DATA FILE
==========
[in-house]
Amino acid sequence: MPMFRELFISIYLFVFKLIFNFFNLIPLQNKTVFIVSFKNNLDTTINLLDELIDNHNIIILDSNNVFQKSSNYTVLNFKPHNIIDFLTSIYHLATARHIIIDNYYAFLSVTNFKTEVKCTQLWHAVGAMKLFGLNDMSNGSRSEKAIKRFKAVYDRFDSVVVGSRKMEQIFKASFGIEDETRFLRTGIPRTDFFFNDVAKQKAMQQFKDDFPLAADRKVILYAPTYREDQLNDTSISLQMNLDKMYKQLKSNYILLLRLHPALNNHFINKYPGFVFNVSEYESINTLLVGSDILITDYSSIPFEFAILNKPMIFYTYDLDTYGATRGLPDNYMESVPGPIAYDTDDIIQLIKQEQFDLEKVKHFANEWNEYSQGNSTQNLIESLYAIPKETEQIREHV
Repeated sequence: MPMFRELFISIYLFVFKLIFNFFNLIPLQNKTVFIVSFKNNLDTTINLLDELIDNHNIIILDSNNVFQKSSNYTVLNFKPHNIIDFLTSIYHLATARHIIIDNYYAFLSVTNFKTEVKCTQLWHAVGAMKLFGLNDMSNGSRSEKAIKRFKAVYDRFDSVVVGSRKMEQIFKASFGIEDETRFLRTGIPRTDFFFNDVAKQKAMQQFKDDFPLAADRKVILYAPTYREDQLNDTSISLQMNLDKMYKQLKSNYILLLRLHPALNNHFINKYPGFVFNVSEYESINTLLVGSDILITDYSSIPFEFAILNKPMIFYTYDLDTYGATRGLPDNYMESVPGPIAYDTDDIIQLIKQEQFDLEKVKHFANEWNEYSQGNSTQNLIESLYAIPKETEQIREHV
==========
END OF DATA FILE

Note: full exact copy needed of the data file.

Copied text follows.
[in-house]
Amino acid sequence: MPMFRELFISIYLFVFKLIFNFFNLIPLQNKTVFIVSFKNNLDTTINLLDELIDNHNIIILDSNNVFQKSSNYTVLNFKPHNIIDFLTSIYHLATARHIIIDNYYAFLSVTNFKTEVKCTQLWHAVGAMKLFGLNDMSNGSRSEKAIKRFKAVYDRFDSVVVGSRKMEQIFKASFGIEDETRFLRTGIPRTDFFFNDVAKQKAMQQFKDDFPLAADRKVILYAPTYREDQLNDTSISLQMNLDKMYKQLKSNYILLLRLHPALNNHFINKYPGFVFNVSEYESINTLLVGSDILITDYSSIPFEFAILNKPMIFYTYDLDTYGATRGLPDNYMESVPGPIAYDTDDIIQLIKQEQFDLEKVKHFANEWNEYSQGNSTQNLIESLYAIPKETEQIREHV
Repeated sequence: MPMFRELFISIYLFVFKLIFNFFNLIPLQNKTVFIVSFKNNLDTTINLLDELIDNHNIIILDSNNVFQKSSNYTVLNFKPHNIIDFLTSIYHLATARHIIIDNYYAFLSVTNFKTEVKCTQLWHAVGAMKLFGLNDMSNGSRSEKAIKRFKAVYDRFDSVVVGSRKMEQIFKASFGIEDETRFLRTGIPRTDFFFNDVAKQKAMQQFKDDFPLAADRKVILYAPTYREDQLNDTSISLQMNLDKMYKQLKSNYILLLRLHPALNNHFINKYPGFVFNVSEYESINTLLVGSDILITDYSSIPFEFAILNKPMIFYTYDLDTYGATRGLPDNYMESVPGPIAYDTDDIIQLIKQEQFDLEKVKHFANEWNEYSQGNSTQNLIESLYAIPKETEQIREHV